As a hospital specializing in cancer care, MD Anderson found that out-of the box electronic medical records systems with predefined requirements did not meet its needs, because those packages are designed for acute care centers, says Sherry Preston, business analyst manager of MD Anderson's electronic medical record development and support team. The hospital spent about eight years trying to get three different EMR tools customized, but none worked. "The bugaboo is the workflow," she notes.
So hospital management decided to develop its own unique system and train clinicians like herself -- who understood the nuances of nursing, pharmacy, labs, X-ray and medical records -- to become business analysts and to work with end users on getting input on the different modules that they wanted to interact with Clinic Station. "It was important because we had to be able to document and elicit requirements and understand the workflow of each corner of the hospital," explains Preston, who as a nurse worked in the clinics at MD Anderson for 26 years.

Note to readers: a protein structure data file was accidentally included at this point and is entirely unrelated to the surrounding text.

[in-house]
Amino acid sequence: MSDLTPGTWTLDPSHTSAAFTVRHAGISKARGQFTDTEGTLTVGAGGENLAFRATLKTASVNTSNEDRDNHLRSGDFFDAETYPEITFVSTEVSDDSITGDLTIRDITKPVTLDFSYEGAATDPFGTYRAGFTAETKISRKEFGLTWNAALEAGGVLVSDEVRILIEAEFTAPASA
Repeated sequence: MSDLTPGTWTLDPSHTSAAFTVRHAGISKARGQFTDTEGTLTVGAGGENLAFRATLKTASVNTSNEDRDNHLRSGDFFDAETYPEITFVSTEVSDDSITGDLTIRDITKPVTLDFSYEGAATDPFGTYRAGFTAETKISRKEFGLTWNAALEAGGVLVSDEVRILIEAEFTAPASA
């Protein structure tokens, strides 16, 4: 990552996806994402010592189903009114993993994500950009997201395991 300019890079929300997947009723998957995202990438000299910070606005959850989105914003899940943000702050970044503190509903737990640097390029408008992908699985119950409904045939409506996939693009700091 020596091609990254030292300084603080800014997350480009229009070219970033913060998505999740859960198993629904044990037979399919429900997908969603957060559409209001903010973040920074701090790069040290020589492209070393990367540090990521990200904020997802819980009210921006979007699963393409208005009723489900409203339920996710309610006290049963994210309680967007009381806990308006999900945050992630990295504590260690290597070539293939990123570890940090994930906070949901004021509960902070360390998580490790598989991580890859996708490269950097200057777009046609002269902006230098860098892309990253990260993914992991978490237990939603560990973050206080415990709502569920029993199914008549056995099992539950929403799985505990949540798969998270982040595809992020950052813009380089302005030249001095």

As part of that broader EMR work, in late spring of this year Preston began working with Scheetz's department to understand its workflow processes and to learn exactly how the group prioritizes and handles physical therapy orders after the orders come in from physicians. Scheetz says that one of the challenges they face is that they often have to validate that there is an actual signed physician order, and that can be a "manual and laborious process." A new physician order system is being developed to automate that process, and visualizations in iRise indicate that it will successfully ensure that there is a signed order.
Officials are currently waiting for the physician order system to be integrated into Clinic Station, and Scheetz says that should happen sometime during the summer. About 15,000 employees have access to Clinic Station. Preston's team will next use iRise to add a medication order-entry system into Clinic Station.
Preston estimates the hospital spent less than $300,000 to purchase iRise. She says there is very little about the tool that users don't like, other than the fact that learning how it works takes a significant amount of time and "if you don't use it you will lose it," since the tool requires several steps. The hospital has about 17 business analysts who use iRise on a regular basis.
There are some other things to keep in mind if you're planning to use software visualization tools. Preston says using the iRise software required MD Andersen to buy extra memory for business analysts' laptops. And it was important to deploy iRise on laptops, because analysts generally use the iRise software in meetings with users. The need for more memory "caught us by surprise because we didn't plan for it in advance," Preston explains.
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